Trading Nelson Agholor could be what’s best for both the Eagles and their starting slot receiver

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The $9.4 Million dollar question facing Howie Roseman and company this offseason is ‘what do we do with Nelson Agholor?’ In principle, the answer is relatively straight forward. Agholor is under contract for 2019 and has enjoyed a real resurgence over the last two years, becoming a featured player in Pederson’d offense. But, this is the NFL…and nothing is ever simple.

The Elephant in the room is that Agholor carries a $9.4M cap hit after the Eagles opted to exercise their 2015 first-round pick’s fifth-year option following his sensational 2017 breakout. This immediately raises concerns for a team pressed for cap space that by this point need no introduction. With Golden Tate sassily tweeting about negotiations that don’t exactly seem to be going swimmingly, and Jordan Matthews, who would be much cheaper, hitting the free agent market, one has to wonder what the future holds for Agholor.

Cutting Agholor would give the Eagles some instant cap relief as none of that $9.4M salary is guaranteed. However, there may be value for both parties in a trade, should they find a welcoming partner. The free agency market isn’t exactly littered with explosive slot receivers, but there are a couple of names that stand out.

Fresh off of an 816-yard season where he posted 5 touchdowns, 26-year old Adam Humphries is already setting the benchmark.

After setting career highs in both receptions and touchdowns, finishing second on the Buccaneers in receiving, Humphries will be one of the more sought after receivers this offseason. But if we compare that Agholor’s 736-yard campaign where he caught 4 touchdowns in a year of drastic offensive instability, the rise to $9.4M isn’t exactly that intimidating.

What makes this interesting is that the other top free agent slot wideouts include names like Randall Cobb, who hasn’t really been able to shine like he did in 2014 and has battled injuries ever since. Cobb still posted 383 yards and two touchdowns in 2018, but featured in just 9 contests, having not played a full season since 2015. If one of the more veteran wideouts of this class could realistically still clinch a contract around that same value, again, Agholor’s stock will only rise.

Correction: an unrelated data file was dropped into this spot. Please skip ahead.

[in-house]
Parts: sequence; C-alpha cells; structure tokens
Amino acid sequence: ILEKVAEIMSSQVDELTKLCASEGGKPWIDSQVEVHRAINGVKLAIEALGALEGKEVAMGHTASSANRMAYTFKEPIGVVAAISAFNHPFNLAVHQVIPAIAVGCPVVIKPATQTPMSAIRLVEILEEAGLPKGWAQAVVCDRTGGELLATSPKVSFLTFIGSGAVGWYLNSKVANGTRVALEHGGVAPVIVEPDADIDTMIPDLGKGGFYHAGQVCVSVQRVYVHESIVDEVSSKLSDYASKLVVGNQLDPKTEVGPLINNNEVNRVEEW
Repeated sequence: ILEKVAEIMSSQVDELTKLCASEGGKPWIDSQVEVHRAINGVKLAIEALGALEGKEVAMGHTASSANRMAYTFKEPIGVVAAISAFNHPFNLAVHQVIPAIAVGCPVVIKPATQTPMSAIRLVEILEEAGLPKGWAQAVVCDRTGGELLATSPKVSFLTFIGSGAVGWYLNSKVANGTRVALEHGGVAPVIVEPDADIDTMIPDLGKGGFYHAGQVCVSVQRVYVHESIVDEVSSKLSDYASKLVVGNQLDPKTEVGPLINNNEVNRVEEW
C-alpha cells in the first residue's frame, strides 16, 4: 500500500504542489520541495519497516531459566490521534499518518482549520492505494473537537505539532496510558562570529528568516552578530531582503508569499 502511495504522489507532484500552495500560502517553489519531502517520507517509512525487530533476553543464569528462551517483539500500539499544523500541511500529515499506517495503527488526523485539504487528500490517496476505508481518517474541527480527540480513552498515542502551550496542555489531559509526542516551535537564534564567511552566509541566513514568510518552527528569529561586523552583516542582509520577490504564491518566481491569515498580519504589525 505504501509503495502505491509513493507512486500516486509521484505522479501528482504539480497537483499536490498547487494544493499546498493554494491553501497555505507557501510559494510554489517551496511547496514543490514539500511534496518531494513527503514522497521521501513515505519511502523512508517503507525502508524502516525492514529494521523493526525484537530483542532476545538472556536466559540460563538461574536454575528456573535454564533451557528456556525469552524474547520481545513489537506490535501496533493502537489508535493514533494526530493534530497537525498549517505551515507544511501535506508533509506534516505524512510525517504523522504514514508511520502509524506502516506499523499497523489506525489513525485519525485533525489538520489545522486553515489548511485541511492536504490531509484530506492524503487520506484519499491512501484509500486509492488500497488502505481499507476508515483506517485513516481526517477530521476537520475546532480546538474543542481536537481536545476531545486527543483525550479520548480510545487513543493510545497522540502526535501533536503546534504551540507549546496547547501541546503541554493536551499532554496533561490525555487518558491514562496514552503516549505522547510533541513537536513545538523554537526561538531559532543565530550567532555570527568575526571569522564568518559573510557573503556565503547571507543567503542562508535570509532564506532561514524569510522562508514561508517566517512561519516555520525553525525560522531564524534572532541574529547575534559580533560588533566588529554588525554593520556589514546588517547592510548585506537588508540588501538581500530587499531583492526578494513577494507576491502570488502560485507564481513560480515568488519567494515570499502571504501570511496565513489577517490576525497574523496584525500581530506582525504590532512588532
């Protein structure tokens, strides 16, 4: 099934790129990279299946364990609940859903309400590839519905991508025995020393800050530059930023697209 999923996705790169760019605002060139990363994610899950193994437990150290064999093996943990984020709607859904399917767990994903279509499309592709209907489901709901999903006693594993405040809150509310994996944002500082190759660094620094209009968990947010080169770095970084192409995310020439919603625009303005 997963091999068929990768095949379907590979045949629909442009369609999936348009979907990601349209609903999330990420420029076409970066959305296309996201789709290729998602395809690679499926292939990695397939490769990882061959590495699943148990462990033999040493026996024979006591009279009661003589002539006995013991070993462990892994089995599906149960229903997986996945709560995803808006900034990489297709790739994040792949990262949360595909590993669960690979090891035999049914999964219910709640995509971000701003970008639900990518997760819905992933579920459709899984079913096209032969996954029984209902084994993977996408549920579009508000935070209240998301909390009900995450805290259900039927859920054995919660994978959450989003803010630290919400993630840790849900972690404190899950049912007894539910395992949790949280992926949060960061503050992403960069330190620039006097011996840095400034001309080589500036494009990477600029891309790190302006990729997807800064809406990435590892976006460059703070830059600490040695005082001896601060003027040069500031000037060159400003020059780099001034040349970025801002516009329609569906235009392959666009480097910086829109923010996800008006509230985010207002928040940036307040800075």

This is a blessing and a curse for the Eagles. No matter how they view this scenario, a restructure is surely on the cards, but on one hand, they could be getting extremely good bang for their buck in 2019. On the other, they realize that there would be virtually no chance in keeping Agholor past that point, and perhaps not investing in a developmental slot receiver or finding a longer-term option would work against them in the long run as the pressure of backloaded contracts starts to mount.

So, would a trade benefit both parties? Absolutely. Nelson Agholor is in a strange situation where his 2017 breakout was supported by a similarly impressive season that on tape, was overshadowed by inferior quarterback play by comparison and a midseason identity crisis offensively. The Eagles aren’t the type of team to overpay skill position players and they wouldn’t give Agholor the type of deal he could realistically get elsewhere. Meanwhile, the USC product at just 25-years old is only going to get better and a huge deal as he enters that ‘three-year prime’ window would be fitting. So, the Eagles either try to restructure or potentially risk losing him at the end of next season.

The alternative, as you’ve guessed, is trading. This benefits the Eagles, who can cash in on the value of one of their youngest and most productive offensive players, knowing they can at least get a very strong supporting cast at a cheaper rate, while Agholor has a chance to bargain for the deal he deserves.

In an offseason where cap space is minimal, roster turnover is at a new high and holes are opening up rapidly, trading Agholor could be seen as ‘cutting their nose to spite their face’. It’s a goodbye that no Philadelphia fan wants, but one that could open up the doors to finally finding the key ar WR2 and drafting an eventual replacement for a player who scrapped for playing time after the signing of Golden Tate. Agholor is too talented to let simply slip away into free agency, he’s too expensive to keep around at his current price and he deserves a deal where his long-term future is secure. A trade may ultimately be what’s best for both sides.

 

Mandatory Credit: Bill Streicher-USA TODAY Sports

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